Remember how last week, we ran off a list of the top three location-based services we can’t get enough of? Well get ready because we have another list for you.
There are many things one can get giddy about when the year comes to an end: holiday gifts, potential kisses under the mistletoe (which leaves most of us coming up empty, but still), and finally, the best and worst lists of the year. So with that said, while we may not have a holiday gift for you, or any big fat smooches, what we do have is our top three biggest moments from “2012: The Year of the Map” (no Ryan Seacrest included, so yeah, maybe we lied about the gift).
Whether you choose to describe it as a debacle, a fiasco or a complete catastrophe, the fact still remains that Apple Maps, was simply a disaster. Possessing everything a young geo-maniac could want in a mapping fail including melting streets reminiscent of Salvador Dali paintings to fired Apple execs (not to mention the sickest thing of all…mislabeled Burger King’s) Apple Map’s, while maybe not quite as blasphemous as Coca-Cola’s introduction of New Coke in the mid-1980’s (even though being labeled as “potentially life threatening” by Australian police doesn’t help), it was “clearly rushed ”, as our co-founder Marcus Thielking said in Venturebeat in November.
More of a flawed service in need of polish, than a complete nuclear bomb like Apple Maps, Nokia Here also left a major mark (or smudge) on maps in 2012. Yet, while we must admit it had some cool features (including pretty fluid interactive movement and logical icons that are placed and generally work properly), its bland graphics, subpar location data and lack of innovation cast Here as a flop that fails to make the big splash it hoped for. Furthermore, much like Apple Maps, Here is a perfect example of what can happen when a company rushes a mapping service, and does not take into account how difficult it can be to assemble a quality resource.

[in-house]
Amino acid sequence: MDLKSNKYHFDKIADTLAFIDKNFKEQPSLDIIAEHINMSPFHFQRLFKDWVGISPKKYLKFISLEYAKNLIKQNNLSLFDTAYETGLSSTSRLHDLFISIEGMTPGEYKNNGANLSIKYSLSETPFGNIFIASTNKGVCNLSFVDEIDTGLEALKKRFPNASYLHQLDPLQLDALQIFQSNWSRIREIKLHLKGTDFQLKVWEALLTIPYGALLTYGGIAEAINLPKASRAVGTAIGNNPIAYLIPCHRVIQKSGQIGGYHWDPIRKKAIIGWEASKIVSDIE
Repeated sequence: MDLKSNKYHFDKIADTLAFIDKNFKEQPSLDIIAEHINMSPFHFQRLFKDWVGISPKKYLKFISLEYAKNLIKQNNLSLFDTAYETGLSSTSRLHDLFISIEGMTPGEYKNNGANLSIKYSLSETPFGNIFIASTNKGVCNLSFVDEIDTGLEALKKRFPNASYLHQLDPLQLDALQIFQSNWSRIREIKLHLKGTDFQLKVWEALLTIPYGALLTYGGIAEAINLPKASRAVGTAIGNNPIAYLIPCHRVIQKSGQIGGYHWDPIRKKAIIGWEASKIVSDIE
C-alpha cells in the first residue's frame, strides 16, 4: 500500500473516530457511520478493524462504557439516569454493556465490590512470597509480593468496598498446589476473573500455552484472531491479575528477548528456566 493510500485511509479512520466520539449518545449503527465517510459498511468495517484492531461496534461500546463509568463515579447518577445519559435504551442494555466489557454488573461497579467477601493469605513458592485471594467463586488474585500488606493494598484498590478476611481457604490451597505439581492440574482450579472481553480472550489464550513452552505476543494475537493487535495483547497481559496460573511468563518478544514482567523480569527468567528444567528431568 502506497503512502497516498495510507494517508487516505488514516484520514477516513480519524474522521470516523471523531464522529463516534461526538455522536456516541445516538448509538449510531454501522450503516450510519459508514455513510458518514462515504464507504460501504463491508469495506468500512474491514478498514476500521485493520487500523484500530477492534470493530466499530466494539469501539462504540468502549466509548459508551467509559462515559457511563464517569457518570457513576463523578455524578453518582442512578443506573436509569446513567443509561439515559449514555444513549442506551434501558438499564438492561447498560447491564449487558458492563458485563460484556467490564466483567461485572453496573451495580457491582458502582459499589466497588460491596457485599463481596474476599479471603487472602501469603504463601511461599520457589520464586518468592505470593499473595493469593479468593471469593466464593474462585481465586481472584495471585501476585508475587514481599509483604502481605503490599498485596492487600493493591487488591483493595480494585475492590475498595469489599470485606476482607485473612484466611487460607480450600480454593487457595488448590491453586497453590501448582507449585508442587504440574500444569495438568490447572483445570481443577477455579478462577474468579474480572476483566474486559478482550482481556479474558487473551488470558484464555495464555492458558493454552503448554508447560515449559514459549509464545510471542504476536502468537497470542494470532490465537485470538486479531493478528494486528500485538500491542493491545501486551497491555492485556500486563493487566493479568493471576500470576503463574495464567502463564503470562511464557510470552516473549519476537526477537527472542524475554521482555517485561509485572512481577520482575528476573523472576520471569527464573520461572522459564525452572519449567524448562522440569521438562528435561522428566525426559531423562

One of the big stories that emerged from the 2012 maps and navigation scene was OpenStreetMap. We all know the perks of OpenStreetMap, however, while we feel that this free, editable crowdsourced map of the world is amazing in itself, one of the biggest stories is its exponential growth. 2012, was a great year for OpenStreetMap in that it eclipsed 12 million edits and is quickly approaching the 1 million user threshold. Meaning, that not only are the OpenStreetMap and its related products incredibly popular, but that OpenStreetMap, the living map of the world, is thriving.
So in the end, while 2012 was home to both the trivial and serious, we will always remember it as “The Year of the Map” (even if no major Indiana Jones-esqe discoveries were made).